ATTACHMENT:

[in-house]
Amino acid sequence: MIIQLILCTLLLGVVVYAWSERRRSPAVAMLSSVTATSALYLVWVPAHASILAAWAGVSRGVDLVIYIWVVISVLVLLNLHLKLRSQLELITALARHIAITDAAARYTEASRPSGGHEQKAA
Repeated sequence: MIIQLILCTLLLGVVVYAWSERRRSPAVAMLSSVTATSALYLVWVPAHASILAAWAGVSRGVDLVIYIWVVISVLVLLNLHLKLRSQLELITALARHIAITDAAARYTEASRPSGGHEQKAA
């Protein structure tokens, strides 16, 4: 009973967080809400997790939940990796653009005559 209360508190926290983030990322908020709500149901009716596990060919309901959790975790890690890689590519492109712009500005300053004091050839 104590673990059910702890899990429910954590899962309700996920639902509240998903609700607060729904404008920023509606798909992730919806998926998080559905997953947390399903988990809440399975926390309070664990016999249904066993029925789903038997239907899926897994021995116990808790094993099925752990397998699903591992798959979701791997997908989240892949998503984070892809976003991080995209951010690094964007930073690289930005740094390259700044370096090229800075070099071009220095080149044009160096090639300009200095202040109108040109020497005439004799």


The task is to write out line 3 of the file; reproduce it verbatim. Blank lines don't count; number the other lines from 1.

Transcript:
Repeated sequence: MIIQLILCTLLLGVVVYAWSERRRSPAVAMLSSVTATSALYLVWVPAHASILAAWAGVSRGVDLVIYIWVVISVLVLLNLHLKLRSQLELITALARHIAITDAAARYTEASRPSGGHEQKAA